Pam: Getting published – that was probably the most exciting day, when Arrow gave us a two-book contract and we went into their offices to drink champagne and hear everyone rave about our work.  The freedom of being able to create your own worlds, explore themes that interest you, be able to work from home.  The highs when it’s going good.  The fun of working together as a team, always having something to talk about, an excuse to pick up the phone and chat.  We had a few press and radio interviews when our first two novels came out, even a book signing and a launch party, but actually we are both quite shy and that was more of an ordeal than a pleasure.

Have you joined any writing groups?

Lorraine:  I did go to a writing group at the library once.  One of those where they give you a topic and tell you to write for ten minutes starting from…now.  I thought naively I’d enjoy it since I’d had some short stories published and it was supposed to be very laid-back, no nasty critiques or negative judgements.  Instead I was terrified.  Paralyzed.  I had total performance anxiety, couldn’t think of a thing to put on paper, sweated bullets imagining I’d have to read my scribbling out loud, knew that everything I did get down was pathetic garbage. Now I know why I write under a pseudonym and have to leave the room if anyone is reading my work.  Needless to say I never went back.

Being a writer can be lonely.  Do you have a support network?

Pam: I would have to say Lorraine and I are our own support network.  Since we’re both writing the same book, it gets a lot less lonely.  We get instant feedback, we have someone genuinely interested in what we’re doing, when things aren’t flowing or we’re bored, we can pick up the phone and have endless chats about the plot or characters.  Having said that, with the launch of Looking For La La, our first venture into e-publishing, we’ve had amazing support from other writers such as Kirsty Greenwood, Michele Gorman and several others who have been kind enough to give us advice on promotion, finding a jacket designer or including us in their blogs.  It feels a lot like a sisterhood of authors – we love it.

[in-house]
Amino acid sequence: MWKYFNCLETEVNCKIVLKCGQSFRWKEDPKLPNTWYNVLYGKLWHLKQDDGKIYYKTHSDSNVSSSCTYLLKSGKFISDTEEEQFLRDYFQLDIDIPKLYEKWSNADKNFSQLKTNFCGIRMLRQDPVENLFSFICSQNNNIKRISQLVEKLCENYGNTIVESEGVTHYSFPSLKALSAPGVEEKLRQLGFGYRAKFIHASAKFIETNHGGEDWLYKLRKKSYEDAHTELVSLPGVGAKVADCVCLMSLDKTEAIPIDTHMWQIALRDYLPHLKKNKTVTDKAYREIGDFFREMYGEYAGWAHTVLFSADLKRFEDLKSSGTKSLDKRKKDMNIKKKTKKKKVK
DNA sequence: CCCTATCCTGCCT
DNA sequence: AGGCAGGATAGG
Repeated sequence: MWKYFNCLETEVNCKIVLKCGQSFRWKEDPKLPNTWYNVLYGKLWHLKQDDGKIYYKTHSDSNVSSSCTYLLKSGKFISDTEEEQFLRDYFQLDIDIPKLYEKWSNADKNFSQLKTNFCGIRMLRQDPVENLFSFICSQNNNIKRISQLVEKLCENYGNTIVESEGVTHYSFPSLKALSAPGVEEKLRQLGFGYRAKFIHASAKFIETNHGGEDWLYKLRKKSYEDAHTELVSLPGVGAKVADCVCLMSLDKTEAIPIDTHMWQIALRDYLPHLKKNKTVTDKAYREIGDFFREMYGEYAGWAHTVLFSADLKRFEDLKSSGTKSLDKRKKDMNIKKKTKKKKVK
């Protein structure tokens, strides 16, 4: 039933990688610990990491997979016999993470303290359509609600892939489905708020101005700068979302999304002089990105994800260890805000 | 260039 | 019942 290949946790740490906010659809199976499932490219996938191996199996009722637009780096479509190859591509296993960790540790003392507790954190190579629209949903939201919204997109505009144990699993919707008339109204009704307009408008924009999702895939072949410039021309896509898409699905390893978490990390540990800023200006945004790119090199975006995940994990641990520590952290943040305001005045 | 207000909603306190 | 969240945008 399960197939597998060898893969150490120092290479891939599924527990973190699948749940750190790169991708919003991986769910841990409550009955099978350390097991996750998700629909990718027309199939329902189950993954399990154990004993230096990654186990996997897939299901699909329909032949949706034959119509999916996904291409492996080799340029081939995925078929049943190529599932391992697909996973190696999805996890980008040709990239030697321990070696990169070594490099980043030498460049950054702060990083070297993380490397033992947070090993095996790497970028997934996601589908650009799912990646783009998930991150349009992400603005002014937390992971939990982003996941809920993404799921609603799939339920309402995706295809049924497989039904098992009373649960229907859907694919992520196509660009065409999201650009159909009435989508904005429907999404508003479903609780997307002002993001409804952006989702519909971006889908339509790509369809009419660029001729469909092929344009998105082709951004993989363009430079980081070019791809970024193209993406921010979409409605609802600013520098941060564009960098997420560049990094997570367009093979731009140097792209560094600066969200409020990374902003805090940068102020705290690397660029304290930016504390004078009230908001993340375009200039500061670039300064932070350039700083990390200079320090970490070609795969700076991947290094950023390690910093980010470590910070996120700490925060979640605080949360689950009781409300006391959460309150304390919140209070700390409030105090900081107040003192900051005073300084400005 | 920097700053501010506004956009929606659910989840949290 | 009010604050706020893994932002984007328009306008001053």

Please share with us what are you reading now?

Lorraine:  I am reading Love The One You’re With by Emily Giffin.  It’s the story of a happily-married woman who meets up with the passionate ex-lover who was her first real heart-break.  It sounds like a familiar storyline but the writing is so accurate and poignant that it’s impossible not to be gripped.  You can see the heroine struggling to do the right thing and yet getting sucked back into all her old feelings.  We’ve all wondered what happened to the one who got away and what he’d think of you if you ever met up again.  In fact that was a strong element of the story in When Good Friends Go Bad.

And finally … can you share with us what’s your WIP?

Lorraine:  We have actually delivered our fourth novel, Million Dollar Question, to our agent, Caroline Hardman at Hardman Swainson.  It’s the story of two women, on different sides of the Atlantic, whose lives are overturned in a single day, one by winning a million pounds on the premium bonds, the other by losing her fabulous career, her wealth and her fiancé in a shocking scandal.  It follows their two different journeys until their stories finally intertwine.  We’re also refining our new website  –, writing blog posts, arranging a book giveaway of Looking For La La, so that’s taking up quite a bit of time.   As for our next book, we’re still thrashing that one out – it’s in the early birthing stages.  But we enjoyed the characters in Looking For La La so much, especially Cathy, that I wouldn’t be surprised if one day she stumbles upon another mystery and we just have to write a sequel.

Thank you for sharing with us today.